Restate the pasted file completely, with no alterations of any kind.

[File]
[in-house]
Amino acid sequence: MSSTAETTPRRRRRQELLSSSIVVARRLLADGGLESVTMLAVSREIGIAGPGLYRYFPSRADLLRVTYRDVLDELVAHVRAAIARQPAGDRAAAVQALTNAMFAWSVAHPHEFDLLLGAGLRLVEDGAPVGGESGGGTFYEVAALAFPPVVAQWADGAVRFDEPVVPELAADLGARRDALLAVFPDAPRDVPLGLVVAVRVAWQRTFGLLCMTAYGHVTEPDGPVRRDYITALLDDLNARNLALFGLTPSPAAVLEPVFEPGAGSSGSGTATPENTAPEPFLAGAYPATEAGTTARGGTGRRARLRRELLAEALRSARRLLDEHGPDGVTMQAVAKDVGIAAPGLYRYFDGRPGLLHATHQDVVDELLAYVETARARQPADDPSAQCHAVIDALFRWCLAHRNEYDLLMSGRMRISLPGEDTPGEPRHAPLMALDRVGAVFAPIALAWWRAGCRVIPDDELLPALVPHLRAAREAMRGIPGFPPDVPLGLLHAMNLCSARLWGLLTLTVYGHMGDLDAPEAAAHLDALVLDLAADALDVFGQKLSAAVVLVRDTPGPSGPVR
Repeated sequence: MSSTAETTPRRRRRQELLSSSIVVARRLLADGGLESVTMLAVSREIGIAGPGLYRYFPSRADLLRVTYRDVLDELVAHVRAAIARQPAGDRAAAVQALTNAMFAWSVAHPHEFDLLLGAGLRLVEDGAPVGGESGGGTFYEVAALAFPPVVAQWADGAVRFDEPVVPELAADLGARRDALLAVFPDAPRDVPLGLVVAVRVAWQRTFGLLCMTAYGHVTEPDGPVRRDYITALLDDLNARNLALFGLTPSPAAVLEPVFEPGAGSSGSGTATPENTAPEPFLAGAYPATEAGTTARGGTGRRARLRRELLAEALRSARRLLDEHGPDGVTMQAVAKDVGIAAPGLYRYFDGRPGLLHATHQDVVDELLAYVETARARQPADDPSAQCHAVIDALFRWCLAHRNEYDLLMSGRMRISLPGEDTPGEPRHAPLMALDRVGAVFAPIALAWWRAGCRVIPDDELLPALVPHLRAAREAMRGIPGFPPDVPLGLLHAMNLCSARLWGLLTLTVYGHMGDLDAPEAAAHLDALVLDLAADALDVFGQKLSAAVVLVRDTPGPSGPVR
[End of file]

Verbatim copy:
[in-house]
Amino acid sequence: MSSTAETTPRRRRRQELLSSSIVVARRLLADGGLESVTMLAVSREIGIAGPGLYRYFPSRADLLRVTYRDVLDELVAHVRAAIARQPAGDRAAAVQALTNAMFAWSVAHPHEFDLLLGAGLRLVEDGAPVGGESGGGTFYEVAALAFPPVVAQWADGAVRFDEPVVPELAADLGARRDALLAVFPDAPRDVPLGLVVAVRVAWQRTFGLLCMTAYGHVTEPDGPVRRDYITALLDDLNARNLALFGLTPSPAAVLEPVFEPGAGSSGSGTATPENTAPEPFLAGAYPATEAGTTARGGTGRRARLRRELLAEALRSARRLLDEHGPDGVTMQAVAKDVGIAAPGLYRYFDGRPGLLHATHQDVVDELLAYVETARARQPADDPSAQCHAVIDALFRWCLAHRNEYDLLMSGRMRISLPGEDTPGEPRHAPLMALDRVGAVFAPIALAWWRAGCRVIPDDELLPALVPHLRAAREAMRGIPGFPPDVPLGLLHAMNLCSARLWGLLTLTVYGHMGDLDAPEAAAHLDALVLDLAADALDVFGQKLSAAVVLVRDTPGPSGPVR
Repeated sequence: MSSTAETTPRRRRRQELLSSSIVVARRLLADGGLESVTMLAVSREIGIAGPGLYRYFPSRADLLRVTYRDVLDELVAHVRAAIARQPAGDRAAAVQALTNAMFAWSVAHPHEFDLLLGAGLRLVEDGAPVGGESGGGTFYEVAALAFPPVVAQWADGAVRFDEPVVPELAADLGARRDALLAVFPDAPRDVPLGLVVAVRVAWQRTFGLLCMTAYGHVTEPDGPVRRDYITALLDDLNARNLALFGLTPSPAAVLEPVFEPGAGSSGSGTATPENTAPEPFLAGAYPATEAGTTARGGTGRRARLRRELLAEALRSARRLLDEHGPDGVTMQAVAKDVGIAAPGLYRYFDGRPGLLHATHQDVVDELLAYVETARARQPADDPSAQCHAVIDALFRWCLAHRNEYDLLMSGRMRISLPGEDTPGEPRHAPLMALDRVGAVFAPIALAWWRAGCRVIPDDELLPALVPHLRAAREAMRGIPGFPPDVPLGLLHAMNLCSARLWGLLTLTVYGHMGDLDAPEAAAHLDALVLDLAADALDVFGQKLSAAVVLVRDTPGPSGPVR